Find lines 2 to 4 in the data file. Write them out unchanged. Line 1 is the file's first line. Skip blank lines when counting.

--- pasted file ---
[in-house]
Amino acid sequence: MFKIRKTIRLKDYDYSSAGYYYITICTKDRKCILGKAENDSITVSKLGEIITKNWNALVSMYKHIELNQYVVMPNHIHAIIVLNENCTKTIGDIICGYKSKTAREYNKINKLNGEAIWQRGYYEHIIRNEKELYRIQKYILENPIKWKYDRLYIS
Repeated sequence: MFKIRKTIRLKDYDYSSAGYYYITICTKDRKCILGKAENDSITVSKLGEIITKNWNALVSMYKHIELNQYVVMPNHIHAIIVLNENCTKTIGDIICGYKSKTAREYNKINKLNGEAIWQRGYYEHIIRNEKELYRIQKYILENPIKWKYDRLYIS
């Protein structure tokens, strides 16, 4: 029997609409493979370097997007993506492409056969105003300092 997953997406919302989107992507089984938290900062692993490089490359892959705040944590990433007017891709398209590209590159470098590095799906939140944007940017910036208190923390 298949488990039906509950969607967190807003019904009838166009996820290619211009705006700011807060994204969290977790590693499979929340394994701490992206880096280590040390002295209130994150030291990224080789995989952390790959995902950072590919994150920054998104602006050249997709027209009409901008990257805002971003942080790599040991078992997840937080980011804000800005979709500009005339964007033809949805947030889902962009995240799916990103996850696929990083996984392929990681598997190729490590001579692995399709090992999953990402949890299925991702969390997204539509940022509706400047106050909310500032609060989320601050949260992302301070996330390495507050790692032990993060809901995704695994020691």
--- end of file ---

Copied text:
Amino acid sequence: MFKIRKTIRLKDYDYSSAGYYYITICTKDRKCILGKAENDSITVSKLGEIITKNWNALVSMYKHIELNQYVVMPNHIHAIIVLNENCTKTIGDIICGYKSKTAREYNKINKLNGEAIWQRGYYEHIIRNEKELYRIQKYILENPIKWKYDRLYIS
Repeated sequence: MFKIRKTIRLKDYDYSSAGYYYITICTKDRKCILGKAENDSITVSKLGEIITKNWNALVSMYKHIELNQYVVMPNHIHAIIVLNENCTKTIGDIICGYKSKTAREYNKINKLNGEAIWQRGYYEHIIRNEKELYRIQKYILENPIKWKYDRLYIS
């Protein structure tokens, strides 16, 4: 029997609409493979370097997007993506492409056969105003300092 997953997406919302989107992507089984938290900062692993490089490359892959705040944590990433007017891709398209590209590159470098590095799906939140944007940017910036208190923390 298949488990039906509950969607967190807003019904009838166009996820290619211009705006700011807060994204969290977790590693499979929340394994701490992206880096280590040390002295209130994150030291990224080789995989952390790959995902950072590919994150920054998104602006050249997709027209009409901008990257805002971003942080790599040991078992997840937080980011804000800005979709500009005339964007033809949805947030889902962009995240799916990103996850696929990083996984392929990681598997190729490590001579692995399709090992999953990402949890299925991702969390997204539509940022509706400047106050909310500032609060989320601050949260992302301070996330390495507050790692032990993060809901995704695994020691």